By offering a thorough, moving and furious exposé of what happened in Flint, Moore is linking back to his first major documentary feature, Roger and Me, and, later in the film, when he examines the Parkland school shooting and its aftermath, to his second, Bowling For Columbine. This has a profound effect. Both those films highlighted serious flaws in the American system, whereby people were not only losing their jobs and their houses but their lives. By returning to both subjects – Flint and guns – again, with such focus, we see, shatteringly, that not only have things in the USA gotten worse, they’ve gotten substantially worse. Moore’s collective filmography thus charts sustained systemic decline. Oh, for the days when Flint’s only problem was the loss of all sustainable income, rather than the systemic poisoning of its children.

In sympathy with its sober content, the new film has a darker hue than Moore’s previous work. Unlike Roger and Me and Bowling For Columbine, there is barely any humour here; it’s hard to smile in the face of kids drinking lead, and kids eating lead. It’s the stuff of despair, and anger, and the film is full of each. That anger also strikes at the Democratic Party; Moore exposes its hijacking of Bernie Sanders in yet another instance of such brazen corruption as to feel unreal, and Obama comes in for a massive serve for his actions when he finally decided to deal with what was happening in Flint.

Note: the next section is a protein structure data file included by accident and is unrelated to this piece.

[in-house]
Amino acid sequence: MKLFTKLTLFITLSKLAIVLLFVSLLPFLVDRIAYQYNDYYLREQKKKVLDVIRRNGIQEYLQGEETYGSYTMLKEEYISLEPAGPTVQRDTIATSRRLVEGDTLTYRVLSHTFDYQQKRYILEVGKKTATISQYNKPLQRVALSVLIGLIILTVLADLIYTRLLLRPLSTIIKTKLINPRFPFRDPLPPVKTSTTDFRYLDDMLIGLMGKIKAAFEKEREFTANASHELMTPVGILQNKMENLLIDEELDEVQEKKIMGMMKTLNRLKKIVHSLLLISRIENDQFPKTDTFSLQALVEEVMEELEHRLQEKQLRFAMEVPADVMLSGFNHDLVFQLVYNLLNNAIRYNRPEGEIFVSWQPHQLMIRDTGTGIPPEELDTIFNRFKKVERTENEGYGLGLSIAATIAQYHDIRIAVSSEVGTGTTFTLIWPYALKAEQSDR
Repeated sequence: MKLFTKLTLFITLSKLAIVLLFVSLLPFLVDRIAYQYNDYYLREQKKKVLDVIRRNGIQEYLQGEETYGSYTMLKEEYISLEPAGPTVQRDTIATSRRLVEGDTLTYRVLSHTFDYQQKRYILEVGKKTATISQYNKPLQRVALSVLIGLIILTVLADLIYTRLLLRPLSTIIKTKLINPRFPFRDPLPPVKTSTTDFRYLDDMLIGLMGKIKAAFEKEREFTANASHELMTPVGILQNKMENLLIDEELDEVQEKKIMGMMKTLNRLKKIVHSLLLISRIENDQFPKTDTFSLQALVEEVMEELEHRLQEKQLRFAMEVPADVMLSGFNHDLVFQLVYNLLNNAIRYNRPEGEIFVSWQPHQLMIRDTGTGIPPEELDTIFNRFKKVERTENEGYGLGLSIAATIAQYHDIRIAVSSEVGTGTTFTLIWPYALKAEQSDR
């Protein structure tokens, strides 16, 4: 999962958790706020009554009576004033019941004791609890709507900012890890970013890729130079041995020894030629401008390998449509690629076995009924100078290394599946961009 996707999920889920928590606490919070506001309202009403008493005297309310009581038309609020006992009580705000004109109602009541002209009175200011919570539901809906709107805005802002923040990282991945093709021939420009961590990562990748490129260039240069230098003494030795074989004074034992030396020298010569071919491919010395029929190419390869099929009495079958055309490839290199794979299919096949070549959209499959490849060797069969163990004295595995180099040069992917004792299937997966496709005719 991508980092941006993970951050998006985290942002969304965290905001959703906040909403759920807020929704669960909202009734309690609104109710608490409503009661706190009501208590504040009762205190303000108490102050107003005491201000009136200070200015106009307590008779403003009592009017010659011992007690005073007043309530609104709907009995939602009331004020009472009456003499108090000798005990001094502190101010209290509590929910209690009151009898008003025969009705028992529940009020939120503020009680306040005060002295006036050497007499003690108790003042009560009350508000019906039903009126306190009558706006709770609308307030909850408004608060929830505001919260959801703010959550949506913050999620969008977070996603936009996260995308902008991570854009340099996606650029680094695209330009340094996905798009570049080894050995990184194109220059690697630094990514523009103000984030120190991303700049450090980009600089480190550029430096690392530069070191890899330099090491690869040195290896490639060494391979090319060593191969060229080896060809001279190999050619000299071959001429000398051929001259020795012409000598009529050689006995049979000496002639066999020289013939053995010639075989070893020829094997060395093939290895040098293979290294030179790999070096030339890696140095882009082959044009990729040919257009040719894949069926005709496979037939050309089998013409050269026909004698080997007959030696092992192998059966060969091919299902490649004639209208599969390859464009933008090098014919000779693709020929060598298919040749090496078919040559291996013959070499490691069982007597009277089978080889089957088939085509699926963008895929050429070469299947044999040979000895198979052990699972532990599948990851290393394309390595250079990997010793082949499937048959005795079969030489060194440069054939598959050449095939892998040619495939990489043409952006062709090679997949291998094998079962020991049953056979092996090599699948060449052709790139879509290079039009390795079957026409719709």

So, no. It’s not all about Trump. It’s never about Russian collusion, Comey, the first 100 days, Stormy Daniels, Michael Avenatti, Michael Cohen or money laundering, and there is no pee tape, N-word tape, sex tape or other smoking gun. It’s about the system, the prevailing winds, that allowed for all of the above. It’s about a country in serious trouble, and it’s compelling and deserves a massive audience.

It should have been on Netflix. But it’s not, so go see it at the cinema. The last thing we need is for people like Michael Moore to give up, too.

Beatriz At Dinner

Salma Hayek Beatriz at Dinner Movie

* * (out of five)

I found Beatriz At Dinner excruciating to sit through, even at a very slender 82 minutes. I’m extremely sensitive to social awkwardness, and this film is stuffed with it. Cringe comedy, I can do; unlike some people, I have no problem bingeing on two or three consecutive episodes of Curb Your Enthusiasm or the British version of The Office. But when actors are deftly playing painfully awkward social moments with realism, and not for laughs, I find it hard to bear.